• Laura Birnie

Let's Grow - Future proofing kids bodies




A child’s health is an important thing. It’s our job as adults, to nurture that power, encourage it to grow and develop in order to thrive! To thrive we need to be functioning optimally.

To experience real health we have to begin to pay attention to what are the causes of dysfunction.

There are 3 main stressors in our lives that cause dysfunction and dis-ease and can lead to disease:

Another school term is fast approaching and parents normally have a list as long as their arm of supplies that need to be provided to make sure the kids have everything they need before the first day of class. Aside from the new backpack, school shoes, notebooks and other things, one thing that should be on the list, for the return to school, is a physical check-up.

While it may not seem as urgent compared to the other stuff, regular checkups are an important part of your child’s health and performance in school. Even if your child is in excellent health, minor traumas accumulate over time and can result in pain, discomfort and/or health issues in their teen and adult years. We can identify potential problems early on before the body starts to create compensations and help prevent future issues.

The time that your child spends in school is crucial for their growth and development. This is when their bodies start to get exposed to a bunch of physical stressors that may negatively affect the spine. If not corrected early, these stressors can lead to spinal trauma and interference in the nervous system. Some examples are:




  • Prolonged sitting and using computers – Doing this for prolonged periods of time can cause problems such as chronic back pain and poor posture.







  • Using gadgets like smartphones, tablets and gaming consoles – Young people who spend hours hunched over devices can have a ‘text neck’ or ‘forward head posture’. Falling over or off things – Falling from a bike, a tree or down a flight of stairs may cause injuries like a concussion or a misaligned bone.


  • Engaging in Sports – School-age children need physical activity but they tend to take a lot of knocks when they engage in sports.





  • Wearing typical school shoes- Padding prevents the hundreds of thousands of nerve endings in the foot from sending vital sensory messages to the brain, compromising the whole bodies´ movement and balance. Narrow shoes squash the foot so the muscles can't grow strong, wide and flexible, while a tapered, narrow toe box squeezes toes together. This especially affects the big toe which needs to grow straight and strong so it can be the anchor and pivot for the whole bodies´ movement.


A study by a German and South African university showed that kids who grow up regularly unshod have wider, stronger feet than those who grow up wearing shoes, and fewer present with flat feet – an indicator of overall foot strength






  • Heavy things – Carrying backpacks and school books that are too heavy could do damage. Doing this every day can affect posture and cause imbalances and pain in the spine, shoulder and neck.



One example of how a heavy backpack can affect posture. A better alternative option is a crossbody bag. This way the majority of the weight distribution is placed over the most stable side of the body to help assist the natural breakdown side.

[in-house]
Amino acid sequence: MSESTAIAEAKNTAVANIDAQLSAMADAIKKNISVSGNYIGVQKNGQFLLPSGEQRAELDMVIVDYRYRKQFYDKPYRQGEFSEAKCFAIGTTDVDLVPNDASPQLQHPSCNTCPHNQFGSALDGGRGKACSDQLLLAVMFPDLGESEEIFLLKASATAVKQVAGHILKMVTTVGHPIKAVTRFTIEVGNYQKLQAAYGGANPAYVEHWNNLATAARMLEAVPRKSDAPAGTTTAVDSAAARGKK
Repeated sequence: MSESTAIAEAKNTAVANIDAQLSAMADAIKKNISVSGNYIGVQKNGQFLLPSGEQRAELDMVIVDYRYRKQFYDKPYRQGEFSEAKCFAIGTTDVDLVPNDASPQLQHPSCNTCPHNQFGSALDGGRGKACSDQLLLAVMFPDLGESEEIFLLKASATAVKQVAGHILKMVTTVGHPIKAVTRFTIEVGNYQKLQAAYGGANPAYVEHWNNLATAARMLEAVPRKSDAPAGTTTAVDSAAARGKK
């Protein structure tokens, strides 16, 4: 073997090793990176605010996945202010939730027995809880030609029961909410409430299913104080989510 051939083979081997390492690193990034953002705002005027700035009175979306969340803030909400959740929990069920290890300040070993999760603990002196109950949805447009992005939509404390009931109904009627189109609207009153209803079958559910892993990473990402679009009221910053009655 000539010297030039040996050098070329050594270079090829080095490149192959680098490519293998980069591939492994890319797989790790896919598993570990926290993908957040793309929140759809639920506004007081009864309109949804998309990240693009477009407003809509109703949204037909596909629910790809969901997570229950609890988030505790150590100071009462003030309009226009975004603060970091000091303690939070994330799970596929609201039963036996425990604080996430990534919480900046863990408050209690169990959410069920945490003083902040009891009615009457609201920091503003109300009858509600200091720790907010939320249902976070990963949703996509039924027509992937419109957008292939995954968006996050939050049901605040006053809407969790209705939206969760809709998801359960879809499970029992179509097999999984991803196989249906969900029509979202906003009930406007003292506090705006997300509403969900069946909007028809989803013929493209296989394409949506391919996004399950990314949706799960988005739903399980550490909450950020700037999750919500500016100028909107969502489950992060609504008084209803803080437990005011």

Usually, these injuries resolve on their own, but sometimes they don’t. An accumulation of repetitive injuries can cause spinal trauma and interference in the nervous system. A lot of school children nowadays are victims of this.

They tend to be less coordinated, have poorer balance, have less efficiently developed motor patterns and less developed proprioceptive skills.

They may be shy and less able to participate socially or very hyperactive and unable to focus their attention.

Some are also unable to process new learning and can be forgetful in exams. Another sign of a hidden injury is when children complain of recurring headaches or chronic musculoskeletal pain.







No child should be in chronic pain, and this should not be ignored. Interestingly, a decade-long study by the University of Bournemouth concluded keeping shoes out of the classroom helpshelped kids concentrate more, behave better and perform better academically.






A healthy spine with good alignment and nerve supply is essential to good performance in the classroom and activities. Day to day activities put stress on a child’s body. That’s why it’s important to monitor the health and condition of their spine.

Regular adjustments give your child a better resistance to injuries and a better chance to adapt to school-related stressors placed upon them. It also helps them study better, play better, and prevent injuries in school.



Spine: Posture and Performance are located in the heart of Epsom, Surrey. We are a family-friendly practice focused on posture correction, improved life quality outcomes and relieving aches, pains.



References


The influence of footwear on the prevalence of flat foot. A survey of 2300 children. Author: Rao UB, Joseph B. https://www.ncbi.nlm.nih.gov/pubmed/1624509


Children with no shoes on 'do better in classroom', major study finds. Author: Rachael Pells. https://www.independent.co.uk/news/education/education-news/schools-encouraged-to-adopt-no-shoes-policy-to-improve-pupils-learning-and-behaviour-a7044576.html. Source: http://rubble.heppell.net/places/shoeless/default.html


Foot Strike Patterns Differ Between Children and Adolescents Growing up Barefoot vs. Shod. Authors: Hollander K, de Villiers JE, Venter R, Sehner S, Wegscheider K, Braumann KM, Zech A. https://www.ncbi.nlm.nih.gov/pubmed/29145687





41 views0 comments